This week the big tech companies reported their earnings for the last quarter. For the overall market sentiment, it matters because many compare the current elevated levels in the tech sector similar to the tech bubble in the late 90s, early 00s.
However, at least in the case of Microsoft, there is no bubble in sight. The company runs at full capacity, growing at incredible rates compared to its size.
For the fiscal year 2021, the second quarter brought EPS (Earnings Per Share) of $2.03 on $1.64 expected. Moreover, revenue jumped to $43.1 billion vs. $40.2 billion expected. Furthermore, a close look at the details reveals an even more impressive performance.
Highlights of Microsoft Recent Quarterly Performance
The core of Microsoft’s business revolves around three main segments – Intelligent Cloud, More Personal Computing, and Productivity and Business Processing. All three segments had double-digit growth in the last quarter, with Intelligent Cloud growing at a whopping 23%.
As such, net income for the quarter grew by +33%. Again, nothing short of impressive for a company the size of Microsoft!
Let us have a look at one business segment part of Microsoft that many of us do not quite understand. When Microsoft bought LinkedIn, it looked like a bad decision at the time.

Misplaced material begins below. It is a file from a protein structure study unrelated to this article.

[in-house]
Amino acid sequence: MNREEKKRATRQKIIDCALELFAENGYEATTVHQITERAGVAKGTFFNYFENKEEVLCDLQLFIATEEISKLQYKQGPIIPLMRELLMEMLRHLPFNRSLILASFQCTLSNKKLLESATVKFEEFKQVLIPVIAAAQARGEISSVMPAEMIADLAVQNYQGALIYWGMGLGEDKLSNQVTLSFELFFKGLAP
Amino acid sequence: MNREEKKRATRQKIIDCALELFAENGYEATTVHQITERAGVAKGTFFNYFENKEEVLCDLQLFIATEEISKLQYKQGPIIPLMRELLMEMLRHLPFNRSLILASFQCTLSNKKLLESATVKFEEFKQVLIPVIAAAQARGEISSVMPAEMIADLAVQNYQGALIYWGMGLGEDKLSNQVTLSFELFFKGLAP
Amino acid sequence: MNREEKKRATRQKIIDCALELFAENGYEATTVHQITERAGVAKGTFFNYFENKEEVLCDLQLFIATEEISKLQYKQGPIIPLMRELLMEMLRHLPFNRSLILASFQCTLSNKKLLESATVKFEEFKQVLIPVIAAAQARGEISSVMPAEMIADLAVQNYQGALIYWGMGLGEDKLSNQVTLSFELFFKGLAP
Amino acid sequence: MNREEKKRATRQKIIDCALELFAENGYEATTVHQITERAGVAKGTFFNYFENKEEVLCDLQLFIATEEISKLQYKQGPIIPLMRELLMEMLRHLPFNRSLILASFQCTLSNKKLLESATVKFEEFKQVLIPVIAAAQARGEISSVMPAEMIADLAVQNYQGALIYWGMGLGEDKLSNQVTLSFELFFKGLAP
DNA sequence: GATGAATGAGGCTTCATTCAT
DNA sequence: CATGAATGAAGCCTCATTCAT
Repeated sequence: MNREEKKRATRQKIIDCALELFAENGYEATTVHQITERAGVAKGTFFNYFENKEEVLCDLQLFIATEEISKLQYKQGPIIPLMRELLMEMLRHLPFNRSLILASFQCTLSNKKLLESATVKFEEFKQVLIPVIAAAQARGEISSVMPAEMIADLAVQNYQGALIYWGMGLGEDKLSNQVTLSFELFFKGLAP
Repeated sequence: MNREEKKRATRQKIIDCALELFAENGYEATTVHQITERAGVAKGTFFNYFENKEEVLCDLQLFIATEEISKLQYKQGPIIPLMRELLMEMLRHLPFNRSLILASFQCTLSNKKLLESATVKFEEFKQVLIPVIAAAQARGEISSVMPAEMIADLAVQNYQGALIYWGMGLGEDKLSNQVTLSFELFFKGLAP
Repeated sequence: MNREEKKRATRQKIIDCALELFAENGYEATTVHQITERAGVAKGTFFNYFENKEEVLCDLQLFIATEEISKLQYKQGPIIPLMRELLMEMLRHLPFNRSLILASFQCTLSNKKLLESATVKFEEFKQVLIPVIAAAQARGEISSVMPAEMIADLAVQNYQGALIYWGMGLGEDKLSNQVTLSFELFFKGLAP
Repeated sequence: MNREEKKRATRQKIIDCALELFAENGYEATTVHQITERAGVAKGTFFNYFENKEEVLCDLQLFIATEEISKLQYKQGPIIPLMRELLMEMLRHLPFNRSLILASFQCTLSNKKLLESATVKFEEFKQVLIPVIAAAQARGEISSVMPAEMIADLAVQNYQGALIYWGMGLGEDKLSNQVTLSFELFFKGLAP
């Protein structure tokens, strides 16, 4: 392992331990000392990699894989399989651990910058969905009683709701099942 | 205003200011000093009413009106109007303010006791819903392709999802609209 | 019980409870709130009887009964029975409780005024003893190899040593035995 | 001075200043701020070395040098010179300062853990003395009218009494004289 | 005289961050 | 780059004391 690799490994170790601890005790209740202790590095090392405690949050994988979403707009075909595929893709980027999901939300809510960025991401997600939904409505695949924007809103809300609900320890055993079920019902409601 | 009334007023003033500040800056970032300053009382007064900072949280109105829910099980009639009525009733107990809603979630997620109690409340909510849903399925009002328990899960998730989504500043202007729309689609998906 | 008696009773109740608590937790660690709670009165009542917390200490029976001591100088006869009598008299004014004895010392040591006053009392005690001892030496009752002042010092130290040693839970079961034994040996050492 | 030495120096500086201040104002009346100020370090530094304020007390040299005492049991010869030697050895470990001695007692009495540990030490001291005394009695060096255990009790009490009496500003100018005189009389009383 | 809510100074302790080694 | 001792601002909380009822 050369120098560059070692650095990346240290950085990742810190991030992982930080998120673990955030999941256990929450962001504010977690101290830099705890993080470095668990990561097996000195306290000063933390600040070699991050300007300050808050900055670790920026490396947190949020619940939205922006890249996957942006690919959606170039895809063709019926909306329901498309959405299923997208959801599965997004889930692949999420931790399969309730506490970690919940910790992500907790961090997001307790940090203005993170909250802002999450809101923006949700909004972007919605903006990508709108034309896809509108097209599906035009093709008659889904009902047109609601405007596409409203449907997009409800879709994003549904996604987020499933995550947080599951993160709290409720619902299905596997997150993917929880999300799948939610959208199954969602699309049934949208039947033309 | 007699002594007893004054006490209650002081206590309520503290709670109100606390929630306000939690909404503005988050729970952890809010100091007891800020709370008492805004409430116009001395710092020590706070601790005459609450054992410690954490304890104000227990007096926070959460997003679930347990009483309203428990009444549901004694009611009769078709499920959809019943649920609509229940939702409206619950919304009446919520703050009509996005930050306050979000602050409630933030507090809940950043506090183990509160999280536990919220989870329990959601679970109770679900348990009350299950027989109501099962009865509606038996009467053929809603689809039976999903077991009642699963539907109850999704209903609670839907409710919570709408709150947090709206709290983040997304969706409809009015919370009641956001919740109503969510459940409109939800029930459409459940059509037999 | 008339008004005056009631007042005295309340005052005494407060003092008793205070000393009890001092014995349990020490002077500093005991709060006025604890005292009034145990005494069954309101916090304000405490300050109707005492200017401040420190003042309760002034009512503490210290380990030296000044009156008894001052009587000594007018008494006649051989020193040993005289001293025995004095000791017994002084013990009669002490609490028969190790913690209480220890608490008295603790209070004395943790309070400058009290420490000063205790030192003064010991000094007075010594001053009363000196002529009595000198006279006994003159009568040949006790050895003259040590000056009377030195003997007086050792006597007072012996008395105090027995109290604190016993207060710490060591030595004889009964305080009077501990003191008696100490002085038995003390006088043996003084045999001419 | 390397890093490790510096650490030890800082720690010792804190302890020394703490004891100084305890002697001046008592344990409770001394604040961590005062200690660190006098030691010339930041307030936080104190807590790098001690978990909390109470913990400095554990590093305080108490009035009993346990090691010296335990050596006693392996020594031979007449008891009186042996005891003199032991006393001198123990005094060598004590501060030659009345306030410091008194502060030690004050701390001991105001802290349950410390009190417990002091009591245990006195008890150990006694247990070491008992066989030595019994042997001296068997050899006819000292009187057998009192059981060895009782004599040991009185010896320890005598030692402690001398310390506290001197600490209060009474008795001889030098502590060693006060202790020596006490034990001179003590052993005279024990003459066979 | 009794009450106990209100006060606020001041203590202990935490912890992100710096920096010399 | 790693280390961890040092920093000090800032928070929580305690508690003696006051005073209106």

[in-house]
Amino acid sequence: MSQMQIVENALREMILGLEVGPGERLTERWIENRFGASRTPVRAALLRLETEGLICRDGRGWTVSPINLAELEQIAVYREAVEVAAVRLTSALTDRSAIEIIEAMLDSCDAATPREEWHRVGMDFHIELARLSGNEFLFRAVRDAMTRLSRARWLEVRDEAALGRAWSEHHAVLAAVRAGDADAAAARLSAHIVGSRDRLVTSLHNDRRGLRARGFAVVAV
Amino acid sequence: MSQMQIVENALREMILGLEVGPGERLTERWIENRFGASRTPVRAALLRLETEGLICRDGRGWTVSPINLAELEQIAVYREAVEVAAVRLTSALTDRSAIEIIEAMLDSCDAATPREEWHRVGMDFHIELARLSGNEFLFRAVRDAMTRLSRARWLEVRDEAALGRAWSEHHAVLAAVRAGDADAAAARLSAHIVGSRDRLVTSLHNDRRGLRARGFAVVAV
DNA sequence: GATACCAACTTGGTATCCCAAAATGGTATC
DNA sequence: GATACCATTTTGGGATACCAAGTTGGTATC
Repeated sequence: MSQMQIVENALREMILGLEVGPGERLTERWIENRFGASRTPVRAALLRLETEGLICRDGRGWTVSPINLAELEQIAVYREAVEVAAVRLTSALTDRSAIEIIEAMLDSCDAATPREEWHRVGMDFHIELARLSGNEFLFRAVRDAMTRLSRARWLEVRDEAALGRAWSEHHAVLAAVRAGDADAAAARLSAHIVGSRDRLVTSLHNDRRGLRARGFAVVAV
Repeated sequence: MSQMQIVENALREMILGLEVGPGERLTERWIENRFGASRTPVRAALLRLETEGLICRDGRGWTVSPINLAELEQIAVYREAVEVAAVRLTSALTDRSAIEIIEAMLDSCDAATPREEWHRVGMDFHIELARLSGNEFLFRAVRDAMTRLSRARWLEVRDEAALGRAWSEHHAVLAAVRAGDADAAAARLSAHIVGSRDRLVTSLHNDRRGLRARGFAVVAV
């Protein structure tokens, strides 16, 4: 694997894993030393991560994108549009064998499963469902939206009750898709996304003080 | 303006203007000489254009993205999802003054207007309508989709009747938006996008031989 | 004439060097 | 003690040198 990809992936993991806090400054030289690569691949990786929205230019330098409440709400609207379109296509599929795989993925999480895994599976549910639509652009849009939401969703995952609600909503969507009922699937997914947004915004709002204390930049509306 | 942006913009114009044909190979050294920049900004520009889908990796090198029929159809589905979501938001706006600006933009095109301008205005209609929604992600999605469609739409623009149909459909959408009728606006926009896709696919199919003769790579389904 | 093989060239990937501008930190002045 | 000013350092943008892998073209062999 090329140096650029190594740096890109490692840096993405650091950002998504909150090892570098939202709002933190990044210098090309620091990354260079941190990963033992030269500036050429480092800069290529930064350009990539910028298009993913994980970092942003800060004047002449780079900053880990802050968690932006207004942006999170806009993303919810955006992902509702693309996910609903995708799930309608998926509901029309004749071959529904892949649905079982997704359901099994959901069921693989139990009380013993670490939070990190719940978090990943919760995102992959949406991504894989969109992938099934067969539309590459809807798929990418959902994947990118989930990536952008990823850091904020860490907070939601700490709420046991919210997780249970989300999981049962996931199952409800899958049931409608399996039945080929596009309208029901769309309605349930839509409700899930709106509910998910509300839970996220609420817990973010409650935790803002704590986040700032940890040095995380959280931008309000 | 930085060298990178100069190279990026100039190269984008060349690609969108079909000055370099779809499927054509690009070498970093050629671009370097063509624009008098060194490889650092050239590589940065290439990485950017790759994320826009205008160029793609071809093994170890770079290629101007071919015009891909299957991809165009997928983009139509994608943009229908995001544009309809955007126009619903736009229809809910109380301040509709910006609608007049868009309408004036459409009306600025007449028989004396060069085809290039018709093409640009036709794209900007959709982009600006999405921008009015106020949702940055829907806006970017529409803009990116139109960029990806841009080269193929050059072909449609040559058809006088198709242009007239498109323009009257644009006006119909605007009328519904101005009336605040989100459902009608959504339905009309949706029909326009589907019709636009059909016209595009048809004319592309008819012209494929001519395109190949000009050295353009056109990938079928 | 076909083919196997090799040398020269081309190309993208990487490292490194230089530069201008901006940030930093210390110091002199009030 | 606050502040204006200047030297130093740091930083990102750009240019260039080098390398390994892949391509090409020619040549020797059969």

Yet, LinkedIn grows at an incredible pace, while no one understands how. It generated more revenue by +23% in the last quarter, with conversations up 48% and sessions up 30%.
We could go on every business segment of Microsoft and see similar growth rates. What does it tell us?
One thing is that growth in the tech sector is not over. Moreover, the implications are that valuations, even at these levels, are reasonable. More precisely – large-cap tech companies are cheap if we use Microsoft’s metric as a benchmark.
The pandemic changed consumer spending, and households around the world invested in tech. Think of how many of your friends, family members, acquaintances have recently purchased a computer, a subscription at some online service, a router, a video camera, a printer, or software? The chances are that you’ll know some, and this means a lot for tech corporations with worldwide businesses.
As long as the tech sector releases earnings like Microsoft just did this week, no tech bubble is in sight. Instead, the risk at hand is of missing a great ride in companies that benefited the most from the pandemic – as Microsoft did.